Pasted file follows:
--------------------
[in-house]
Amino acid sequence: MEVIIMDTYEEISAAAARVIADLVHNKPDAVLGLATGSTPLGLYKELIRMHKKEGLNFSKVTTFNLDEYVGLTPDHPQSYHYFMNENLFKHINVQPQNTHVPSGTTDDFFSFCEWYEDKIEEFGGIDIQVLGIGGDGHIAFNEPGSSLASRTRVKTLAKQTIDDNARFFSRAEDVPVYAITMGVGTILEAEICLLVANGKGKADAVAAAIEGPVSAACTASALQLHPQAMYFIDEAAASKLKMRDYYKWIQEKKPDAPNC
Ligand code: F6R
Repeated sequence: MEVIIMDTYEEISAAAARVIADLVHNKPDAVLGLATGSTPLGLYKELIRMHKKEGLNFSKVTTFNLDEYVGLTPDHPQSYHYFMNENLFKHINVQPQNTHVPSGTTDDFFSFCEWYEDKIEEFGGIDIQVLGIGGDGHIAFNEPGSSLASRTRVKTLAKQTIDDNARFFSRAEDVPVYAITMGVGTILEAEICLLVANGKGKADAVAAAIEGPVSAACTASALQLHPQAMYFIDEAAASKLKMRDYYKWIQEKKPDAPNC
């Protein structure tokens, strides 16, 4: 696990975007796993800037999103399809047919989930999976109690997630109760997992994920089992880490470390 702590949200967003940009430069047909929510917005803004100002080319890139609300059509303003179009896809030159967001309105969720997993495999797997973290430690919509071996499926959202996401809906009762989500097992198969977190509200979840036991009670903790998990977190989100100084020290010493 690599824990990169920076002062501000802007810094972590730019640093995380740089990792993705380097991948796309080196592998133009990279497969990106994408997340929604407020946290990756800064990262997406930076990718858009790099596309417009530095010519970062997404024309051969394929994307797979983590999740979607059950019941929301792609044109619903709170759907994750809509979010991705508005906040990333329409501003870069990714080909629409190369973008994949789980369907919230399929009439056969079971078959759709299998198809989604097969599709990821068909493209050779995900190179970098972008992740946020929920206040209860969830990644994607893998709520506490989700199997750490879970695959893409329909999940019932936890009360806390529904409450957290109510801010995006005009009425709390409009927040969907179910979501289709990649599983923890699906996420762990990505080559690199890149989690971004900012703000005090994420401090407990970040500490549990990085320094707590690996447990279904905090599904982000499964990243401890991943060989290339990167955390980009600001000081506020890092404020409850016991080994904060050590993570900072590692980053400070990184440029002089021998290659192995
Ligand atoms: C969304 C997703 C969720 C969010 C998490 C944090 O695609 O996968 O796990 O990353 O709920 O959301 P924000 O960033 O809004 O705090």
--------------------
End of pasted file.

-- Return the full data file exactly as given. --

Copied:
[in-house]
Amino acid sequence: MEVIIMDTYEEISAAAARVIADLVHNKPDAVLGLATGSTPLGLYKELIRMHKKEGLNFSKVTTFNLDEYVGLTPDHPQSYHYFMNENLFKHINVQPQNTHVPSGTTDDFFSFCEWYEDKIEEFGGIDIQVLGIGGDGHIAFNEPGSSLASRTRVKTLAKQTIDDNARFFSRAEDVPVYAITMGVGTILEAEICLLVANGKGKADAVAAAIEGPVSAACTASALQLHPQAMYFIDEAAASKLKMRDYYKWIQEKKPDAPNC
Ligand code: F6R
Repeated sequence: MEVIIMDTYEEISAAAARVIADLVHNKPDAVLGLATGSTPLGLYKELIRMHKKEGLNFSKVTTFNLDEYVGLTPDHPQSYHYFMNENLFKHINVQPQNTHVPSGTTDDFFSFCEWYEDKIEEFGGIDIQVLGIGGDGHIAFNEPGSSLASRTRVKTLAKQTIDDNARFFSRAEDVPVYAITMGVGTILEAEICLLVANGKGKADAVAAAIEGPVSAACTASALQLHPQAMYFIDEAAASKLKMRDYYKWIQEKKPDAPNC
């Protein structure tokens, strides 16, 4: 696990975007796993800037999103399809047919989930999976109690997630109760997992994920089992880490470390 702590949200967003940009430069047909929510917005803004100002080319890139609300059509303003179009896809030159967001309105969720997993495999797997973290430690919509071996499926959202996401809906009762989500097992198969977190509200979840036991009670903790998990977190989100100084020290010493 690599824990990169920076002062501000802007810094972590730019640093995380740089990792993705380097991948796309080196592998133009990279497969990106994408997340929604407020946290990756800064990262997406930076990718858009790099596309417009530095010519970062997404024309051969394929994307797979983590999740979607059950019941929301792609044109619903709170759907994750809509979010991705508005906040990333329409501003870069990714080909629409190369973008994949789980369907919230399929009439056969079971078959759709299998198809989604097969599709990821068909493209050779995900190179970098972008992740946020929920206040209860969830990644994607893998709520506490989700199997750490879970695959893409329909999940019932936890009360806390529904409450957290109510801010995006005009009425709390409009927040969907179910979501289709990649599983923890699906996420762990990505080559690199890149989690971004900012703000005090994420401090407990970040500490549990990085320094707590690996447990279904905090599904982000499964990243401890991943060989290339990167955390980009600001000081506020890092404020409850016991080994904060050590993570900072590692980053400070990184440029002089021998290659192995
Ligand atoms: C969304 C997703 C969720 C969010 C998490 C944090 O695609 O996968 O796990 O990353 O709920 O959301 P924000 O960033 O809004 O705090």